Noam Gonick

Noam Gonickʼs work shifts between film and contemporary art. His first project,
the short film “1919” (1997), was a re-visioning of the Winnipeg General Strike
seen from the perspective of a Chinese barbershop-bathhouse, included in
MoMAʼs selection of the best LGBT films from the past fifteen years. His debut
feature “Hey, Happy!” (2001), a rave film about an apocalyptic flood and a DJ
whose millennial quest is to sleep with 2000 men, was followed by the Aboriginal
street gang war movie “Stryker” (2004), now in MoMAʼs permanent collection.
“Waiting for Twilight” (1998), his biographical documentary about director Guy
Maddin, was narrated by Tom Waits and won at Hot Docs. Working with Maddin,
Noam was scenario consultant on My Winnipeg (2007). Gonickʼs work has
premiered at the Venice, Berlin, Toronto and Sundance Film Festivals and been
distributed in multiple territories. To Russia with Love (2014) is a documentary
about LGBT athletes at the Sochi Olympics in Russia contending with Putinʼs
anti-gay propaganda laws.
The video installation “Wildflowers of Manitoba” (2007, with Luis Jacob) is a fourscreen
live performance sculpture in a geodesic dome evoking a radical faerie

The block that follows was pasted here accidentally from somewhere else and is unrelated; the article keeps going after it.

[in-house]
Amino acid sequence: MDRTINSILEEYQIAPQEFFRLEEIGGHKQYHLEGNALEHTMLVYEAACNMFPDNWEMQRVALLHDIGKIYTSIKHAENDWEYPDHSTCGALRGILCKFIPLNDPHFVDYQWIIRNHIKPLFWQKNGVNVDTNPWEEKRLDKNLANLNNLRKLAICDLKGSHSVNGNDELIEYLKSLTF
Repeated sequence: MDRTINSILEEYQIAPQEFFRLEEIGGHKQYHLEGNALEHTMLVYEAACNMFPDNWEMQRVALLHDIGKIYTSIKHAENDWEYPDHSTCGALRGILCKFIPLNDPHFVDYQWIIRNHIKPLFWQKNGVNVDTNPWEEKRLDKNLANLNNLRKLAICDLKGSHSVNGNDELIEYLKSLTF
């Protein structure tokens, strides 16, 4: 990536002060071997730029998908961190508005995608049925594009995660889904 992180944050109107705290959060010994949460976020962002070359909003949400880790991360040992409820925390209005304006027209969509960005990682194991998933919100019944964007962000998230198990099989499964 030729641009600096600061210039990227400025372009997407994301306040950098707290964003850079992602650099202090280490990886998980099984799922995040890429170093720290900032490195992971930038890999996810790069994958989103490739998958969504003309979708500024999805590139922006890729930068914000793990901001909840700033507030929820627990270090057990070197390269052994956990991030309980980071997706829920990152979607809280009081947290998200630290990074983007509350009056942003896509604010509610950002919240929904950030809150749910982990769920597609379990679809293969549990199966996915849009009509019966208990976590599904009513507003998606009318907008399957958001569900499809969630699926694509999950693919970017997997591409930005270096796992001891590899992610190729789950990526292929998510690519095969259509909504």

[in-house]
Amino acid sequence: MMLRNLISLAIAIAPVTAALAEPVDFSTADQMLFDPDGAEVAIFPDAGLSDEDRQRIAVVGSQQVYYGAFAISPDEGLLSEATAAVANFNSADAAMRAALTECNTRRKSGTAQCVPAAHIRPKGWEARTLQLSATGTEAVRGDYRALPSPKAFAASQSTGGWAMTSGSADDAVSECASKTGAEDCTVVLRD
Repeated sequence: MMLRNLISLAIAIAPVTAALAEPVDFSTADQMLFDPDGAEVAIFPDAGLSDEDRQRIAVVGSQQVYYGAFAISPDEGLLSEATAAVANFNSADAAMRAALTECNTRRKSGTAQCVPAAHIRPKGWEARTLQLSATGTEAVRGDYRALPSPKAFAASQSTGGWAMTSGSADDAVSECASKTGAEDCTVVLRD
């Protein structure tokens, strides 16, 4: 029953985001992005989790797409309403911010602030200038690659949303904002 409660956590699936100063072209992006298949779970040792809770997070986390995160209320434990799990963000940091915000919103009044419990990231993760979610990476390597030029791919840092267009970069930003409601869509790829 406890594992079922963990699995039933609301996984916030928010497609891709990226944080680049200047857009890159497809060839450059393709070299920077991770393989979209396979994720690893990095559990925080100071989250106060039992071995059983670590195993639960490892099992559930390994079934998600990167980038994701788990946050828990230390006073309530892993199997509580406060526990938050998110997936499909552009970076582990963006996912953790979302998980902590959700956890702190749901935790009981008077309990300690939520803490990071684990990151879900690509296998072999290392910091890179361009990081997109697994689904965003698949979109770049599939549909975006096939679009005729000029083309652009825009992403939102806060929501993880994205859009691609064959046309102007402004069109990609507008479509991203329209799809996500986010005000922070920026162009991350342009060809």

hippie utopia. The video “Commerce Court” (2008) was first projected onto the
headquarters of CIBC bank on the eve of the 2008 Wall Street crash, presenting
a stockbroker in comedic melt down. Using architectural video sculpture,
Precious Blood (2007) examined the phenomena of prisoners communicating
with their loved ones through the glass windows of their jail. His JumboTron
hazing video “No Safe Words” (2009) examines the erotics of the Abu Ghraib
torture photos and college football. Voices in Longitude and Latitude (2014),
made in collaboration with his sister the anthropologist Marnina Gonick, is an
expanded documentary-installation examining teenaged girls from disparate
backgrounds. Gonick has frequently produced video components for the work of
Anishinabe artist Rebecca Belmore.
“Winter Kept Us Warm” his first curatorial effort, opened at Parisʼ la Maison
Rouge, featuring seven decades of erotic art from Winnipeg and is the subject of
the documentary Pussyfingers Goes to Paris (2012). Working in television,
Gonick was a field director for two seasons on the reality series “Kink”, as well as
creating the comedy pilot “Retail” for Showcase.
Gonickʼs work has found a place in venues from traditional cinema and
television, public art manifestations, biennales and museums. Based in
Winnipeg, Canada, he is a member of the Royal Canadian Academy of Arts, the
Directors Guild of Canada on the Board of the Plug In Institute of Contemporary
Art.

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